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One of the advantages of attending the same college as a mayoral candidate is you have connections there.
City Councilman Carl DeMaio graduated from Georgetown University in Washington D.C. in 1996, nine years before I did. As part of researching my story on DeMaio’s background, I wrote Tim Shine, a current Georgetown senior and a former editor at my old newspaper, the Georgetown Voice. I wanted to see if there was anything about DeMaio in the archives.
Shine emailed me a picture of an op-ed DeMaio wrote for the student paper when he was a freshman in 1994. In an interview with UC San Diego’s conservative newspaper this past January, DeMaio said his favorite collegiate memory came when he ran an unsuccessful protest campaign against Georgetown’s student government. DeMaio’s op-ed appears to relate to that issue.
DeMaio uses much of the same language to rail against the Georgetown University Student Association (GUSA) as San Diego City Hall. It’s uncanny. Here’s my favorite example. On his mayoral campaign, DeMaio says time and again that he focuses on “the three P’s”: pensions, potholes and prosperity. DeMaio says it so much his mayoral opponent Bob Filner joked at a Wednesday forum that he was “tired of being P’d upon.”
In the Georgetown op-ed, DeMaio writes: “In GUSA, the three P’s are the rule — power, privilege, and pettiness.”
DeMaio also makes liberal use of the phrase “business as usual” to describe Georgetown government. It’s now one of his epithets for City Hall.
We’ve linked to the image of the op-ed and I’ve written it out below. For more context, DeMaio is referring at the beginning to an incident where a student government member sold his ticket to see President Clinton speak. A hearty tip of the hat to Shine, who dug through old newspapers for me.
At GUSA, it’s business as usual
The recent “Ticket-Gate” scandal and the revelation of Jahmal Green’s ethically reprehensible sale of his ticket to President Clinton’s speech provide an excellent opportunity to examine GUSA as a whole. Are “Ticket-Gate” and Green’s misconduct indicative of “business as usual” in GUSA or are they just the misguided actions of a few irresponsible individuals?
Recent events demonstrate just how ineffective, corrupt, and out-of-touch GUSA is. Throughout my involvement in uncovering this story, I witnessed and was appalled by GUSA politics. In GUSA, the three P’s are the rule — power, privilege, and pettiness.
This characterization is meant to describe GUSA as a whole, especially its leadership. However, there are many in GUSA who have clearly been working hard to change the status quo and I applaud them for their commitment to the student body. Unfortunately, these diligent few are the exception, not the rule in GUSA.
The problems with GUSA go far beyond the personalities of its members. GUSA is flawed as an institution and perpetuates a cycle of corruption. The faces in GUSA’s leadership may change over the years, but the tradition of political games and power plays continues.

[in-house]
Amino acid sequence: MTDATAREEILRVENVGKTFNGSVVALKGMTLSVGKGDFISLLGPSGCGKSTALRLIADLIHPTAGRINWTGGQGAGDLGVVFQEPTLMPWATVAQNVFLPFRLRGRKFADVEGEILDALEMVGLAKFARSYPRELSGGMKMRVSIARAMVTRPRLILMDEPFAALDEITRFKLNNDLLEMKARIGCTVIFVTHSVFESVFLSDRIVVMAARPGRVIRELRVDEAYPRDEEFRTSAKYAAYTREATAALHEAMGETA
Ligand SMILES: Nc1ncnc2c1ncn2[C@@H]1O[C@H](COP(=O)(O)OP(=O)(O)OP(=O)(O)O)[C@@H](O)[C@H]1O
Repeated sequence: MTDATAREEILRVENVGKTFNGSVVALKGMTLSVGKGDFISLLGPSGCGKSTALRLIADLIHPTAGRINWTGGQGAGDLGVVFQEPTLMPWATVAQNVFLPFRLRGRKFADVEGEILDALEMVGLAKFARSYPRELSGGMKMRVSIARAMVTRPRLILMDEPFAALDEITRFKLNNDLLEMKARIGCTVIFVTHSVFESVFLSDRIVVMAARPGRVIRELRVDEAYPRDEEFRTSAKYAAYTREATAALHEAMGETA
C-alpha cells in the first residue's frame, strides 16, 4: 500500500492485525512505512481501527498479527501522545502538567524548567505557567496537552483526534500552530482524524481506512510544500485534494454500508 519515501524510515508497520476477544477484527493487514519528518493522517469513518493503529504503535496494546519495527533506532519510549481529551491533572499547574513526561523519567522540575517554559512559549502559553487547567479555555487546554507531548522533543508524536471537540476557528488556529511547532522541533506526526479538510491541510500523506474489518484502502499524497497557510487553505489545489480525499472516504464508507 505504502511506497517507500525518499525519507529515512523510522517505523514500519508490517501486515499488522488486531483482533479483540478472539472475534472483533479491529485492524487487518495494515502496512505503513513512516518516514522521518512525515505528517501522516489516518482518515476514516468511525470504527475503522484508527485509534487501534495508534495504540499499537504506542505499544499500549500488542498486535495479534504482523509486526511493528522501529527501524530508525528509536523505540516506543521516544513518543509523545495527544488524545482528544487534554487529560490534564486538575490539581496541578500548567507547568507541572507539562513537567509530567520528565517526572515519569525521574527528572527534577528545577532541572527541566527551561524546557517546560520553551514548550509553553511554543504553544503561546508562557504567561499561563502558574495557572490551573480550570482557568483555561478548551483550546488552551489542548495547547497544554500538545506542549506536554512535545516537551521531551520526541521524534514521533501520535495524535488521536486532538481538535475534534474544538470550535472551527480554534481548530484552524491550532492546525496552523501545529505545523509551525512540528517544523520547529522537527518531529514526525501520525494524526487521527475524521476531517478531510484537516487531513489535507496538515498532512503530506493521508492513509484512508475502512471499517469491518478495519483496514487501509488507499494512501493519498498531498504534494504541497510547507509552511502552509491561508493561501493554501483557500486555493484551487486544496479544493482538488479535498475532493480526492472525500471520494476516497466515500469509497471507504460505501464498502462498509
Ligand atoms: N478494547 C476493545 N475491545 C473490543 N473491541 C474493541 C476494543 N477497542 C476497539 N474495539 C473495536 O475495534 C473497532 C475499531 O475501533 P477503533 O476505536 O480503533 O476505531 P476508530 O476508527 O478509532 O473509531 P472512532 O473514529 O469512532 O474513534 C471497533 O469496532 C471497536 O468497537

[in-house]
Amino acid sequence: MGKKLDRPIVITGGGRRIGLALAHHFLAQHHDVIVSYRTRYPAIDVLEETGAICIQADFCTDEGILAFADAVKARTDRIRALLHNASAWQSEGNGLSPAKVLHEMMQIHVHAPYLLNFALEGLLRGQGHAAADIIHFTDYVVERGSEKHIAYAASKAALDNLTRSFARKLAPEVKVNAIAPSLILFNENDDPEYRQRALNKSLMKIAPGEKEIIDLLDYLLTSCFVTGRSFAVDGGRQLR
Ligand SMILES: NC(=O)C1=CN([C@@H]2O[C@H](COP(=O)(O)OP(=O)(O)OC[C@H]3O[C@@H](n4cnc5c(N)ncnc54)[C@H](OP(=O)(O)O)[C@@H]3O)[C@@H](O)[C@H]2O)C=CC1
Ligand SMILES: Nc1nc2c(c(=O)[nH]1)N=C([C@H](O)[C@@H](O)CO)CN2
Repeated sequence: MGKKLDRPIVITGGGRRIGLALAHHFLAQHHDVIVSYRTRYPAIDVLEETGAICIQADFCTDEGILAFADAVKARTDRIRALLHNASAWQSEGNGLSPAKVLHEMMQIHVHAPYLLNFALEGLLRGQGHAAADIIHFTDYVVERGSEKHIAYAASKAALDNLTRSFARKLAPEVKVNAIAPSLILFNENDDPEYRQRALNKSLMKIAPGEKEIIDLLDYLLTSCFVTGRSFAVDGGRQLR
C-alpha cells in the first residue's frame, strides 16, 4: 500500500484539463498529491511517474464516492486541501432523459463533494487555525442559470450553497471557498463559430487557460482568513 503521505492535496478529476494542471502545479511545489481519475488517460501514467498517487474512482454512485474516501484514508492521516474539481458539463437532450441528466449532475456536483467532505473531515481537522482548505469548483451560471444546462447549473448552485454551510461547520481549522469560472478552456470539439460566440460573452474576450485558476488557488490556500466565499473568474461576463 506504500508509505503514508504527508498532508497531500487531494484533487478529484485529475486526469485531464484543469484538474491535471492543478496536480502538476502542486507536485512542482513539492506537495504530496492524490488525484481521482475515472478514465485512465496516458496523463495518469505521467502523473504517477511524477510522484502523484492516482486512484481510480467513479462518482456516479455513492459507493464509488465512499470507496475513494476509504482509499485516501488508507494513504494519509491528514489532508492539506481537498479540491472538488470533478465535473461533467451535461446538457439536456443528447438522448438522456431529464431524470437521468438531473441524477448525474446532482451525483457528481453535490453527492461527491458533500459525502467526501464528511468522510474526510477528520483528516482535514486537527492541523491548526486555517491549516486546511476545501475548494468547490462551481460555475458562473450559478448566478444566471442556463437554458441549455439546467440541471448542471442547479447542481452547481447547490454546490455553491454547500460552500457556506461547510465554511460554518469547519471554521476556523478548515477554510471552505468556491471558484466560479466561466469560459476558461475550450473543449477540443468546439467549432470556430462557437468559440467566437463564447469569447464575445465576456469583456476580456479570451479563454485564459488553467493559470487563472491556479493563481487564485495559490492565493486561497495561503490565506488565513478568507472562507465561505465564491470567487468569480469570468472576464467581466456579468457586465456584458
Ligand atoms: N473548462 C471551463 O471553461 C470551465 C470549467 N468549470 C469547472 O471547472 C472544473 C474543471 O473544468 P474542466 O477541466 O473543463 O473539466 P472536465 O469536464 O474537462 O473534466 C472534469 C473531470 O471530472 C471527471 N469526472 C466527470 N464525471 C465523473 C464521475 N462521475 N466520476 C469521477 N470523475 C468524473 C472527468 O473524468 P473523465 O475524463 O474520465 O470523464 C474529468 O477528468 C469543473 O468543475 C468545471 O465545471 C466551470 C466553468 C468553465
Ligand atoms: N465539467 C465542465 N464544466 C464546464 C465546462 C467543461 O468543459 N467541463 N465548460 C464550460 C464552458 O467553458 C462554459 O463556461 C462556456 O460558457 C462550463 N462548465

One need only recall last year’s election and this year’s personal disputes to witness this trend. It would not surprise me if the upcoming election degenerates into bickering over “who is a better person” instead of a discussion of the important issues.
There is an alternative to business as usual in GUSA. Contrary to what GUSA leadership may think, students hold the ultimate power. If we can remember this important fact, we can take control of our student government.
The upcoming election should be used not to focus on who should lead GUSA, but to address what needs to be done about GUSA. Reforms must be adopted to ensure that a viable student government can be forged to adequately represent the student body without becoming entrenched in political disputes and quests for power.
With vitally important issues such as housing, parking, and financial aid needing attention, it is a pity that politics takes priority in GUSA. Groups such as the Lecture Fund and Joint Policy Committees are hampered by a monolithic and obstructive student government. These worthwhile groups should be reorganized as independent entities open to all students, thus enabling direct student involvement.
GUSA’s leadership will probably have much to say on this subject. GUSA representatives and administration will offer many excuses but few reforms. Do not be deceived by their political spin control. Let us send a message during GUSA’s elections that “business as usual” is just not acceptable here at Georgetown.
Carl DeMaio is a first-year student in the School of Foreign Service.
Liam Dillon is a news reporter for voiceofsandiego.org. He covers San Diego City Hall, the 2012 mayor’s race and big building projects. What should he write about next?
Please contact him directly at email@example.com or 619.550.5663.
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